We were going to wait until seeing the result before writing our review. That seemed to make sense. But then we suddenly decided we didn’t want to.

Dane Vilas ran Shiv out. That was the main thing that happened in this match. He partially made up for this by making a load of runs, but unforgiveable acts are unforgiveable, so we won’t be forgiving him.

Lancashire’s wicketkeeper Alex Davies made a second innings hundred opening the batting. This probably means that Jos Buttler will return to the side later in the year in a charity case sort of a role, batting at seven and not keeping wicket, purely so that Lancs don’t get told off by England for not picking him.

We can’t see Essex winning many games this year. They don’t seem to have enough bowlers.

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Who is Ben Coad, Yorkshire’s new strike bowler?

Earlier this week, Ben Coad was just some dude; some dude called Ben Coad; a young bowler whose Cricinfo profile page has him down as a ‘workhorse seamer’.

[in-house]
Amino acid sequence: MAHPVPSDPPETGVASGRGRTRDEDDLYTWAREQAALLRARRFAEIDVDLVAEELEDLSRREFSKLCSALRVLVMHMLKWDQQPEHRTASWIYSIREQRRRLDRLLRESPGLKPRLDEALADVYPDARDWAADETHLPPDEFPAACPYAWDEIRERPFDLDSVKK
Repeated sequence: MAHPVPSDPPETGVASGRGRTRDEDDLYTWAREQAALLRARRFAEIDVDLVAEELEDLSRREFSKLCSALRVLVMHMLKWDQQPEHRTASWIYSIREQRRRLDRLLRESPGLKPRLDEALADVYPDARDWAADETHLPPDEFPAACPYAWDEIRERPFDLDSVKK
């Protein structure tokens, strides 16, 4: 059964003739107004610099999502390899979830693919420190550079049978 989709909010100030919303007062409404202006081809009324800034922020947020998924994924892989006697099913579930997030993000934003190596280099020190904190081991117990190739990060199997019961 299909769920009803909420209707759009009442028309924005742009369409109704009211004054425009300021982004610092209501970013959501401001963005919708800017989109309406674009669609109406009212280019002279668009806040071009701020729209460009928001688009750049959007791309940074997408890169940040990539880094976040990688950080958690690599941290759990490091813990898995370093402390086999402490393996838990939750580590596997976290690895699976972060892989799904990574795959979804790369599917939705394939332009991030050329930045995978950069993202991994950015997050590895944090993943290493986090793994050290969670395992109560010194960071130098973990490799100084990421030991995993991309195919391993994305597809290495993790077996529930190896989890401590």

A couple of days into the county season and he’s Ben Coad, strike bowler.

He finished the first day with 5-18 off eight overs as Yorkshire’s wobbly start receded from memory in precisely the way things rapidly recede from memory in this day and age.

He continued, albeit slightly less spectacularly, on day two and finished with 6-37.

Coad is from the miniature city of Ripon and from what we’ve read seems disinclined to concede runs. The only other fact we’ve managed to glean is that his nickname is Coady – and quite frankly, we could have guessed that.

Suggested nicknames for Ben Coad:

  • Coad Breaker
  • Coad Red
  • Coadeine
  • Bar Coad
  • Coadependent Personality Disorder